The Friend Mentioned In The Letter About Kavanaugh Has Made Shocking Comments Online
On Sunday, Christine Blasey Ford decided to publicly attach her name to her accusation against Supreme Court nominee Brett Kavanaugh, which Kavanaugh has denied. It set off a firestorm on social media, and brought attention to a friend of Kavanaugh whom Ford claimed was present during the alleged incident. As the allegation could affect the confirmation process, let's look at who is Kavanaugh's alleged accomplice Mark Judge.
In her original letter addressed to California Sen. Dianne Feinstein (the top ranking Democrat on the Senate Judiciary Committee) in July, Ford described the alleged attempted assault in the early 1980s when all three were in high school, according to CNN. Judge has since been identified in media reports as the friend whose name was redacted in the letter.
Judge denied the allegation in an interview with the Weekly Standard on Friday. "It's just absolutely nuts. I never saw Brett act that way," Judge said, adding that he first learned of his own role in the alleged attempted assault from The New Yorker. Bustle has reached out to the White House in an attempt to contact Judge.
Today, Judge is a published author and has written for conservative outlets like the Daily Caller. He wrote a memoir about his experience with alcohol abuse as a teenager. According to Mother Jones, in the 1997 book, Wasted: Tales of a GenX Drunk, Judge details his first experience with alcohol at 14 and binge drinking as a teen. He describes one incident about waking up from a black out: "The next thing I knew, I was lying on a bathroom floor. I was curled up in the fetal position with saliva running out of the side of my mouth."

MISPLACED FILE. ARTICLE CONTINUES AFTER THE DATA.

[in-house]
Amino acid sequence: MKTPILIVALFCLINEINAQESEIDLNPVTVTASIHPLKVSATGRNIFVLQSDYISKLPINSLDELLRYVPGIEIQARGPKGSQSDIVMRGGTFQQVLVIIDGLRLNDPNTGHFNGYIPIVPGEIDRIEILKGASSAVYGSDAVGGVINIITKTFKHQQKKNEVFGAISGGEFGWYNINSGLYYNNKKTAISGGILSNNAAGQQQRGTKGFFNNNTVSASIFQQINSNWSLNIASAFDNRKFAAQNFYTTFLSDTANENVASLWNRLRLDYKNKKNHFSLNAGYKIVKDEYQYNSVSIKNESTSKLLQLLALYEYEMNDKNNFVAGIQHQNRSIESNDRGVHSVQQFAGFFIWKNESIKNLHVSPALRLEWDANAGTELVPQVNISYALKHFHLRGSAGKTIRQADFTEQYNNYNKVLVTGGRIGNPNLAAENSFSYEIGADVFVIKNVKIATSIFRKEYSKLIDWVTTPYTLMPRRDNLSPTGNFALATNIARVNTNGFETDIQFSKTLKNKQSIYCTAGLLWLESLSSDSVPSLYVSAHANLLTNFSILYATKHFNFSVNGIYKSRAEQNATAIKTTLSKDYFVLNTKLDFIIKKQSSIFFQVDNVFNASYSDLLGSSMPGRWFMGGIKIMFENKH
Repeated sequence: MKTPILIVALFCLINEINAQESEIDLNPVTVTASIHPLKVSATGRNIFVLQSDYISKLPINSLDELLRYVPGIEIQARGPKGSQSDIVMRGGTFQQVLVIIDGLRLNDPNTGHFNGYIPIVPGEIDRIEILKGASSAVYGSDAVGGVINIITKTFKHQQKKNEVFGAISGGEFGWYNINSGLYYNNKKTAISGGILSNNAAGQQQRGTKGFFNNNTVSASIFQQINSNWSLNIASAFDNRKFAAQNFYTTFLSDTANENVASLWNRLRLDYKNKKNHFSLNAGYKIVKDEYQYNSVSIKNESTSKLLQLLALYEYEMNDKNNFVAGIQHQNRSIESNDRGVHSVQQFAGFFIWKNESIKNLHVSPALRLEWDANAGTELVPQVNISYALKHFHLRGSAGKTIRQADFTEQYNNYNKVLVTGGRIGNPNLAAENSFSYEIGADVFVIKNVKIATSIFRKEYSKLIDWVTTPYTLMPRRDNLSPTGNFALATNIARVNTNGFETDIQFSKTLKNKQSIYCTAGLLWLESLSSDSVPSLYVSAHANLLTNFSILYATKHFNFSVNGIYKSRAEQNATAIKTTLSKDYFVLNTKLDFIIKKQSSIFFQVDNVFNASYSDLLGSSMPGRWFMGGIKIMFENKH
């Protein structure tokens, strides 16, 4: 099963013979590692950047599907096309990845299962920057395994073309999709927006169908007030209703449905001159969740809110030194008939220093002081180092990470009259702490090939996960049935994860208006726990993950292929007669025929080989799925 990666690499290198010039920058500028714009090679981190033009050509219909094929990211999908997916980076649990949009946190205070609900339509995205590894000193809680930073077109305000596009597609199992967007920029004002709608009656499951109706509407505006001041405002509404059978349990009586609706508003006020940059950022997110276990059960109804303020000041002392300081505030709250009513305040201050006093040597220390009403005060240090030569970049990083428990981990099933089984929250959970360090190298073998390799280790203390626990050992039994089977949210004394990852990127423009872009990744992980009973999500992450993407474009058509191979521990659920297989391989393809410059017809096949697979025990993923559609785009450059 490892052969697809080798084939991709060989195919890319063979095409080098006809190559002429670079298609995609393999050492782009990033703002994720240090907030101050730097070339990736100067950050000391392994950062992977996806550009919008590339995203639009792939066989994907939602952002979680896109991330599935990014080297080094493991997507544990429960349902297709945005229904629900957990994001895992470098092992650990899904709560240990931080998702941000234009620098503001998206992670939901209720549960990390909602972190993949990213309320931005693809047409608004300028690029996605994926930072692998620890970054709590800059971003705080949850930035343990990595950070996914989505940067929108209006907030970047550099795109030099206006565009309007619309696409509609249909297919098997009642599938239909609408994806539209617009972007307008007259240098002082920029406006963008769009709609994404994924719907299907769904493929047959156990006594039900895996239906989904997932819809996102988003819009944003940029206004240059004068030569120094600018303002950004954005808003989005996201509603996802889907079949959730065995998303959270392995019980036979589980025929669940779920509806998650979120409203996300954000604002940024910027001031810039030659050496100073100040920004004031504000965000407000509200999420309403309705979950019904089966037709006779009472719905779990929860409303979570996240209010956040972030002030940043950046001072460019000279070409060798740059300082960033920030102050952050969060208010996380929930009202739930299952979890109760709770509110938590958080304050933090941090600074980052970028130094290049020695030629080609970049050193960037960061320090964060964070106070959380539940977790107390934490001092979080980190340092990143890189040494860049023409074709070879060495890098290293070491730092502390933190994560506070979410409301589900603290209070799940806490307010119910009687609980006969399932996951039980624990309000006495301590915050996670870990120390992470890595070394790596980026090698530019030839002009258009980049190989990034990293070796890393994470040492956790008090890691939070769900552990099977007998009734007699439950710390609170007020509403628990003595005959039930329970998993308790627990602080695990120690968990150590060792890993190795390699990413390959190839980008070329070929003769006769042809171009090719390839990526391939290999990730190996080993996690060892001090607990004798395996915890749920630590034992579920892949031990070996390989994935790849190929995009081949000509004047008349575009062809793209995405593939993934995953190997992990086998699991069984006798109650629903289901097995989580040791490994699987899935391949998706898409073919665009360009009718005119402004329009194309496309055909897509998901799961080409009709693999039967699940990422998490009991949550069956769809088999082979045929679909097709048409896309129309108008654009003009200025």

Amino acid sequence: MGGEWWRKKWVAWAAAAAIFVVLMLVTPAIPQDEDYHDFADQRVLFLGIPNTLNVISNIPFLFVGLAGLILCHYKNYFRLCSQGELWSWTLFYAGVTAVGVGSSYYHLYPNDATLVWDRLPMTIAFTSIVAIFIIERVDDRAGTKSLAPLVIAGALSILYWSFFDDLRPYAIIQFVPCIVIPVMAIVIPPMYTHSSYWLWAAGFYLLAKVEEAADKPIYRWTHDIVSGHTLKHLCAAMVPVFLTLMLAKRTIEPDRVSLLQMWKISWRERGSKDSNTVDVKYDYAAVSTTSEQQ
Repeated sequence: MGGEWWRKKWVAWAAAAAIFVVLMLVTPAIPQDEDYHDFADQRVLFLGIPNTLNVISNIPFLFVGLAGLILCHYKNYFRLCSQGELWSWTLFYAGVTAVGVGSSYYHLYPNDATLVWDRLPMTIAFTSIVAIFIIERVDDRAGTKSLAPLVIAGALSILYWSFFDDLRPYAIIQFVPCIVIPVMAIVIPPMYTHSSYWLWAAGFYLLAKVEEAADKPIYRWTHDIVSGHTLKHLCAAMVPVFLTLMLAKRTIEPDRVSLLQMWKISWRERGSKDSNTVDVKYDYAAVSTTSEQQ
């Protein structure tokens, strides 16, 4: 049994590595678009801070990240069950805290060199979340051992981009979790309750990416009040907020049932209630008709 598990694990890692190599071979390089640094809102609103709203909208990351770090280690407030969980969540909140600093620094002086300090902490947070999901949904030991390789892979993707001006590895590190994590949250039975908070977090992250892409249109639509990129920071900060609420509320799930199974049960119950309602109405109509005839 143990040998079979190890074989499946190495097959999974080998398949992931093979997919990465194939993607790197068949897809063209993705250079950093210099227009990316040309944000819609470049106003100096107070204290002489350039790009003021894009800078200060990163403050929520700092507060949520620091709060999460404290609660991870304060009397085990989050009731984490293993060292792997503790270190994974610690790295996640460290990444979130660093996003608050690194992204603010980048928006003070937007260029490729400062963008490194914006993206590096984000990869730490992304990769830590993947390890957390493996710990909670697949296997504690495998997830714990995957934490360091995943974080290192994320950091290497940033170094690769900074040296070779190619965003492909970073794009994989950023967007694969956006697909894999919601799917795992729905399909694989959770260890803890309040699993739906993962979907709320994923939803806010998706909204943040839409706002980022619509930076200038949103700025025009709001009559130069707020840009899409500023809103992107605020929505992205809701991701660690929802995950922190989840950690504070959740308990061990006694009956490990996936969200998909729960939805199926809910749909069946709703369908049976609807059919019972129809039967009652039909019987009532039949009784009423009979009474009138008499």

In a later book, God and Man at Georgetown Prep, Judge describes the all-boys school he attended with Kavanaugh as having lots of alcohol around, the Huffington Post reported.
Until recently, Judge also had an odd YouTube channel that "uploaded bizarre videos that intercut innocuous visuals of books and cityscapes with sexualized videos of young women," according to Splinter's Sophie Weiner.
Despite his denial of the allegation, Judge seems to spend a lot of his time online discussing rape allegations, according to Splinter. Judge, who recently deleted many of his social media profiles, frequently made posts about discrediting rape allegations and relishing in the many errors of the Rolling Stone report on rape at the University of Virginia, according to Joseph M. Katz.
Ford's letter explained the alleged incident in detail. "Kavanaugh physically pushed me into a bedroom as I was headed for a bathroom up a short stair well from the living room," Ford wrote, according to CNN. "They locked the door and played loud music precluding any successful attempt to yell for help. Kavanaugh was on top of me while laughing with REDACTED, who periodically jumped onto Kavanaugh. They both laughed as Kavanaugh tried to disrobe me in their highly inebriated state."
Ford then described how Judge jumping onto Kavanaugh allowed her to extract herself from the situation. "At one point when REDACTED jumped onto the bed the weight on me was substantial. The pile toppled, and the two scrapped with each other," she wrote. "After a few attempts to get away, I was able to take this opportune moment to get up and run across to a hallway bathroom. I locked the bathroom door behind me."
Kavanaugh has denied the allegation, and the White House is standing by him. "On Friday, Judge Kavanaugh 'categorically and unequivocally' denied this allegation," the White House said in a statement to the Washington Post. "This has not changed. Judge Kavanaugh and the White House both stand by that statement."
Ford said in her letter that she eventually went home and never saw Kavanaugh again. She did see Judge once, the letter said. And Judge has gone largely quiet since Sunday. Kavanaugh's nomination hasn't been withdrawn and the Senate Judiciary Committee vote seems to remain on schedule. But only time will tell if the vote will still happen on Thursday.